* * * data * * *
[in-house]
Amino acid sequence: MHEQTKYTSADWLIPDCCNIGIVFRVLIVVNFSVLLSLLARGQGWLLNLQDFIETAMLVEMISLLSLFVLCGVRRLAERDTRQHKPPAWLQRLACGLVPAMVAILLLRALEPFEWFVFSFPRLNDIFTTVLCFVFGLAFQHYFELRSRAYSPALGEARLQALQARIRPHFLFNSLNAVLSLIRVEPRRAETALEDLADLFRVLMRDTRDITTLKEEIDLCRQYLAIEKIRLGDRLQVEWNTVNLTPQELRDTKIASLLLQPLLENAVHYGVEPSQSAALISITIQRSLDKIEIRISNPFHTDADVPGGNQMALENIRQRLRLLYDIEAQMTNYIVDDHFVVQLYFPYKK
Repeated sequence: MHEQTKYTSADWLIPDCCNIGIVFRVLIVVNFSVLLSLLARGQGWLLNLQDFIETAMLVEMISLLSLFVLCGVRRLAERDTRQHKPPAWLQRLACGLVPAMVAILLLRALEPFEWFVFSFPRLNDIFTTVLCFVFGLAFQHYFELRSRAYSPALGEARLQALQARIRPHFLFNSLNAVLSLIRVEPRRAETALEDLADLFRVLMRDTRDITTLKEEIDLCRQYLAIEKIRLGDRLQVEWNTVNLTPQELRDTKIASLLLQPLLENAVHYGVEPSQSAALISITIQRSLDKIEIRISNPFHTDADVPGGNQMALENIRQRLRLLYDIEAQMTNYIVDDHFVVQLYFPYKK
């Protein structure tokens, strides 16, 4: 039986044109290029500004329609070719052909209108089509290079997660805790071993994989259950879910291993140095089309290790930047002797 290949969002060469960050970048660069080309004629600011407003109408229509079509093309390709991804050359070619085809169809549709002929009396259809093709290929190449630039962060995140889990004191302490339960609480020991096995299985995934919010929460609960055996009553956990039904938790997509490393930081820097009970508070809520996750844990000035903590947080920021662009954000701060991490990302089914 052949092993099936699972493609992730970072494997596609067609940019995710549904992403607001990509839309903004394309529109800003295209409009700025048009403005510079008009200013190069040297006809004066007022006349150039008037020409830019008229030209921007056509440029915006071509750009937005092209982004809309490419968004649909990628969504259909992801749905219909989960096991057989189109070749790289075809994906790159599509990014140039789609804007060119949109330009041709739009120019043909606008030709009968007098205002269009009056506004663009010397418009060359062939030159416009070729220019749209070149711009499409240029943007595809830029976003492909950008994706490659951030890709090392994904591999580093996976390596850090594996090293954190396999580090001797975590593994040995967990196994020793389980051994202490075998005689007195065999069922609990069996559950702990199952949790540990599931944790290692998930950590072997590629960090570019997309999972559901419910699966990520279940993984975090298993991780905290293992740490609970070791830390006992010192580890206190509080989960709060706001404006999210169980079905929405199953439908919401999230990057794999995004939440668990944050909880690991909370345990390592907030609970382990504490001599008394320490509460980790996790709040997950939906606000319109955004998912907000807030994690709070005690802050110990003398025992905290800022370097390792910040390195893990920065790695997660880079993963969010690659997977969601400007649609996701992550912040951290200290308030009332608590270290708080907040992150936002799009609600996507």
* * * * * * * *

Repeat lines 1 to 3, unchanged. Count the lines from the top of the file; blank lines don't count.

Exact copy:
[in-house]
Amino acid sequence: MHEQTKYTSADWLIPDCCNIGIVFRVLIVVNFSVLLSLLARGQGWLLNLQDFIETAMLVEMISLLSLFVLCGVRRLAERDTRQHKPPAWLQRLACGLVPAMVAILLLRALEPFEWFVFSFPRLNDIFTTVLCFVFGLAFQHYFELRSRAYSPALGEARLQALQARIRPHFLFNSLNAVLSLIRVEPRRAETALEDLADLFRVLMRDTRDITTLKEEIDLCRQYLAIEKIRLGDRLQVEWNTVNLTPQELRDTKIASLLLQPLLENAVHYGVEPSQSAALISITIQRSLDKIEIRISNPFHTDADVPGGNQMALENIRQRLRLLYDIEAQMTNYIVDDHFVVQLYFPYKK
Repeated sequence: MHEQTKYTSADWLIPDCCNIGIVFRVLIVVNFSVLLSLLARGQGWLLNLQDFIETAMLVEMISLLSLFVLCGVRRLAERDTRQHKPPAWLQRLACGLVPAMVAILLLRALEPFEWFVFSFPRLNDIFTTVLCFVFGLAFQHYFELRSRAYSPALGEARLQALQARIRPHFLFNSLNAVLSLIRVEPRRAETALEDLADLFRVLMRDTRDITTLKEEIDLCRQYLAIEKIRLGDRLQVEWNTVNLTPQELRDTKIASLLLQPLLENAVHYGVEPSQSAALISITIQRSLDKIEIRISNPFHTDADVPGGNQMALENIRQRLRLLYDIEAQMTNYIVDDHFVVQLYFPYKK